Gov. Quinn's Front Yard Dandelion Forest Frustrates Neighbor
GALEWOOD — My own guilt made it hard not to cringe when the pictures showed up in my inbox.
The snapshots of a forest of dandelions — those hated flowering weeds that choke front lawns and spread their seeds on puffy white pillows caught in the wind — showed every homeowner's landscaping nightmare.
Even though the photos were not of my front yard, I was hit with pangs of guilt because I should have weeded my own front lawn garden weeks ago.
"Footlong dandelions all over," wrote the unhappy neighbor who sent the pictures. "Worst on the block. … I don't know what's worse, the front yard or the back."
The dandelion tattletale said he sent the pictures because the dandelions and tall grass grow on the front lawn of a prominent Chicagoan who prides himself on regular-guy sensibilities — Gov. Pat Quinn.
I drove out to the governor's West Side home to confirm that the front lawn of Quinn's modest Georgian — on a quiet residential block of tidy lawns in Galewood — indeed was the same house with the weed-choked lawn in the pictures. As proof, I took a few artsy photos that proved the tipster right.
Generally, I'm all for calling out politicians on their mistakes, shortfalls and failures.
But at first it just didn't feel right to pick on Gov. Quinn for letting his lawn go while my own front yard suffers from a dandelion problem.
The neighborhood tattletale — a Democrat who's no fan of Quinn's Republican opponent in the November election — suggested I would be doing him and his a neighbors a solid by outing the governor's shortfalls in landscaping.
"Work it into a column," he said. "Maybe he'll get his lawn mowed."
Politics aside, there's no getting around the fact that having an unkempt front yard is one of those things that's almost guaranteed to really tick off your neighbors.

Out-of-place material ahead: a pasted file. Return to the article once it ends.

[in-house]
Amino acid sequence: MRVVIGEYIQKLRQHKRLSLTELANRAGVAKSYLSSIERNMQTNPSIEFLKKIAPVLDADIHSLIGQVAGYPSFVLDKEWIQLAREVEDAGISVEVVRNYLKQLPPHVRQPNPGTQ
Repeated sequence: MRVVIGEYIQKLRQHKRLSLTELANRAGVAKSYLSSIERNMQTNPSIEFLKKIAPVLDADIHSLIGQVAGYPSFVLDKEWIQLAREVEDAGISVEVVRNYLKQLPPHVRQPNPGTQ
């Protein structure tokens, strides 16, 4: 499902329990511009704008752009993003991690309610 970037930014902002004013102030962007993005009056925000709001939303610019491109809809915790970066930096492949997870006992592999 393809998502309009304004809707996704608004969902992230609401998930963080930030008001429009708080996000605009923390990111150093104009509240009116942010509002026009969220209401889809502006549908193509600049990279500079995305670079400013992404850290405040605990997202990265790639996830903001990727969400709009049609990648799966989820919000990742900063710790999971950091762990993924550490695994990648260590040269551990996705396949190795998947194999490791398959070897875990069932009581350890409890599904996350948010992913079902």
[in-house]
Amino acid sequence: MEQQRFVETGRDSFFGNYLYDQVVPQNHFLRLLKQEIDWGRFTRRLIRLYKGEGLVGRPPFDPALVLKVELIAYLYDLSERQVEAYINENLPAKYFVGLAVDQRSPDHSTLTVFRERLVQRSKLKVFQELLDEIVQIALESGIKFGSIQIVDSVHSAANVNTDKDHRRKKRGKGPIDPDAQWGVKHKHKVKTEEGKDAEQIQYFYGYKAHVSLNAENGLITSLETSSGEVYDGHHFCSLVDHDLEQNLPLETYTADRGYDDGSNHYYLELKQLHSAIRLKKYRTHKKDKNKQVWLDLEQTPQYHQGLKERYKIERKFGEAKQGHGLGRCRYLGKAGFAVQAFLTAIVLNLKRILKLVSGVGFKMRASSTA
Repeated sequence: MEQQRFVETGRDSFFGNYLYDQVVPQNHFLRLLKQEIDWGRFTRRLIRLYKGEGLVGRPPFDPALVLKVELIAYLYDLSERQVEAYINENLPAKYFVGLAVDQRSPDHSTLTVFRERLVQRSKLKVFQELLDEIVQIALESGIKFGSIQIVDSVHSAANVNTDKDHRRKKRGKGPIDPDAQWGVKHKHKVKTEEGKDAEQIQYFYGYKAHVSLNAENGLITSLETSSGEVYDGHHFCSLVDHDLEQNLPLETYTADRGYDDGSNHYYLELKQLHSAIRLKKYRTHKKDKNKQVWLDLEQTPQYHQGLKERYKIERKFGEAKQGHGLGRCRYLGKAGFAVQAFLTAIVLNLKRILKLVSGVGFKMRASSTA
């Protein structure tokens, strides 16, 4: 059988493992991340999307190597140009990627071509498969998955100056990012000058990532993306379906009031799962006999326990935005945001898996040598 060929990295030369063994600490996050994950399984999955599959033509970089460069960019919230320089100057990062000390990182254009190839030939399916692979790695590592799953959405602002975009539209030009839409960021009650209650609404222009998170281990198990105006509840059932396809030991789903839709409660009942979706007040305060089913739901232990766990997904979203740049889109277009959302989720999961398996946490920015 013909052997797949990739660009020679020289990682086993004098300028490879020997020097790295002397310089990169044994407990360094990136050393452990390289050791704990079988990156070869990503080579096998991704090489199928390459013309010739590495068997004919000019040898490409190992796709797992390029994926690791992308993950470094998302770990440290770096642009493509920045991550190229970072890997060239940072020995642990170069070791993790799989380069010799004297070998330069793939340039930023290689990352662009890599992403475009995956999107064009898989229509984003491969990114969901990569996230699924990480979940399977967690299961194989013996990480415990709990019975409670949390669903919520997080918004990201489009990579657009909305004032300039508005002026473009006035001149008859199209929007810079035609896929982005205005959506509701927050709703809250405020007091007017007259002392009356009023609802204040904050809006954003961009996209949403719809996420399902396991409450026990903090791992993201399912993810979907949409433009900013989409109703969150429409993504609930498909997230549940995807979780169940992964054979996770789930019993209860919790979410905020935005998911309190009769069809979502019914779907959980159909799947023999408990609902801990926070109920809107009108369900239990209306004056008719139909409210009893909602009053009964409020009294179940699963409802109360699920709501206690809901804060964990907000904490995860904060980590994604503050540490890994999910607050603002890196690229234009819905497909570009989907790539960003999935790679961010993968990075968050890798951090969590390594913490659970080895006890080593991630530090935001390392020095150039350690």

While the state of Gov. Quinn's front lawn isn't a story of political importance, it has become the source of neighborhood aggravation enough for a neighbor to send iPhone photos to a reporter.
I know that that overgrown front lawns and gardens can have an adverse effect on neighbor-to-neighbor relations and the quality of life on any given block.
In fact, as a guy guilty of having a dandelion-filled front garden of his own — who also gets aggravated by the weeds growing in the front yard next door — I'm sure of it.
That's what helped me decide not to let the governor off the hook for having the worst lawn on the block.
I called Quinn's office to inform the governor that his front yard dandelion forest in Galewood had become a source of a neighbor's aggravation.
Quinn's spokeswoman, Brooke Anderson, took the issue seriously.
She told me that Gov. Quinn was a very good neighbor, but he's been very busy finishing up the legislative session in Springfield.
Tending to the front lawn, Anderson said, was definitely "on his to-do list."
I've resolved to put it on mine, too.
And if you — like Gov. Quinn and me — have a front lawn with a serious weed problem, I highly recommend you take care of it as soon as possible, or once the legislative session is over, whichever comes first.
Your frustrated neighbors will thank you.
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